In the early 1990’s, I figured out for myself that the story of Adam and Eve was ridiculous. My first clue was realizing that prior to eating from the “Tree of the Knowledge of Good and Evil” (our conscience), neither Adam nor Eve had a conscience and therefore, could not discern between a supposed good god giving them good advice and a supposed evil serpent (or devil if you will) giving them bad advice. Hence, how in the world could they be held responsible for disobeying God when they had no clue that’s what they were doing? Furthermore, they did not understand the consequences (death) of their actions because they did not know what death was. Remember the other tree? They had not eaten from the “Tree of Everlasting Life.” The significance of that being, had they understood what it meant to die, they would have rushed over to that tree first and after eating from it, gained immortality. Then they would have gone over to the tree holding the key to their conscience and eaten from it without fear of reprisal from God. But they were clueless, like monkeys or infants that have no moral or intellectual understanding of right from wrong. My conclusion from this revelation was that God tricked Adam and Eve. He set them up. I surmised then that if God tricked them, then God must be exactly what he says the devil is, the wolf in sheep’s clothing.

WOW! I said to my self. How more perfect could it get? Further down the line, some 4,000 years later, the devil concocts this incredible story about God sending His only begotten Son to die for the sins of man then Satan sends his only son claiming he is born of a “Virgin Mary,” calls him Jesus and the rest, as they say, is history. Satan sits back and watches a little television while we Christians, never realizing the plan, worship his son. Beautiful! Perfect! The perfect deception committed by the perfect deceiver.

That one crack in the Christian foundation led to my seeing many more cracks but instead of taking me to the world of atheism, it planted me firmly on the side of God haters. You see, you can’t hate God and be an atheist. The excitement around my discovery fueled my continued search for more proof of this sick sadistic God and His plan. Sure enough, I see the “evidence” of His madness everywhere I look.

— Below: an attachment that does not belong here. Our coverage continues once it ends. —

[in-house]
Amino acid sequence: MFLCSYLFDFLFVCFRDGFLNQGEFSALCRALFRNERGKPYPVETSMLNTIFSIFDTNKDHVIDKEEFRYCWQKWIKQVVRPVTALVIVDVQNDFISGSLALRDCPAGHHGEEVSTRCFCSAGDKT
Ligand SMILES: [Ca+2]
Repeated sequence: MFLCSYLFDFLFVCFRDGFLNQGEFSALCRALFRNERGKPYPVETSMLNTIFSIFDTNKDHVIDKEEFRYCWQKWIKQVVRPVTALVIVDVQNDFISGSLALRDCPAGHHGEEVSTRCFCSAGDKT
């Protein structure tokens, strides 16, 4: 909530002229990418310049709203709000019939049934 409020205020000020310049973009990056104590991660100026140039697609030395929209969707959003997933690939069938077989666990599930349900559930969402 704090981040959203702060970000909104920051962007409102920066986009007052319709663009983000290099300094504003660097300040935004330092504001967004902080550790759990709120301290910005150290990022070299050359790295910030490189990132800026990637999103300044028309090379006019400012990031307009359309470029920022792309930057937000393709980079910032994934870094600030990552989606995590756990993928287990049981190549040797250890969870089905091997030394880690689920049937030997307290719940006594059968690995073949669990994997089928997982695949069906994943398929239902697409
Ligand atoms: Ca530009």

I’ll accept the believer’s version, that there’s a god. Of course, there’s a god and yes, He is the one spoken about throughout the Bible. But now that I’ve accepted all that, you believers have to listen to my interpretation of the God from that Bible and with what I know, you can’t win an argument with me about whether or not your god is good or bad, for God is the great deceiver.

God pointed at His alter ego and called him the Devil or Satan. Lucifer, like Jesus, brought light to the world but the father, their evil father, is what their light exposes. Good luck with that, fellow believers.

John LeVan

Thorndale, PA

May 15 2007 - 2:19pm

Web Letter

Two Points:

First, Lazare was not entirely fair to the Dawkinsian anti-religious view. Where, except briefly at the beginning of his article, is any mention of Daniel Dennett's work? No evaluation of modern atheism can be a good one without a serious look at Dennett's work. This oversight cripples Lazare's writing: It's like an analysis of the Bush Administration that names Cheney, but otherwise fails to account for him. It just doesn't work, nor does it make any sense.

Second, Lazare's criticism of atheism, that even if it is right, that it has nothing to replace God with, is silly at worst and short-sighted at best. Is atheism a "negative" ideology? It seems that it might be, if we were to presuppose that it serves the same role as a religion. As an answer to the question, "What is your religion?", atheism is not a proper answer. Judaism, Islam, Christianity etc. are all good answers, because each of those things are religions. Atheism is not. Nor is it some kind of anti-religion. Atheism à la Dawkins, at its core, is the view that inquiry about religious questions will give us answers that have as much justification as any other answer. Absolutely no religious hypothesis like "You can fit 99 angels on the head of a pin," or, "Sinners go to hell; believers go to heaven," can be falsified. So, there is no way to make sure that the body of relgious beliefs we have are the right ones. That is, there is no religious knowledge. There is only religious belief, and these beliefs are entirely unjustified.

Is Dawkinsian atheism really just a college-educated tantrum that offers only criticism? Decide for yourself. Does this sound like a "negative ideology" to you?

Edward Wells

Bloomington, IN

May 15 2007 - 12:22pm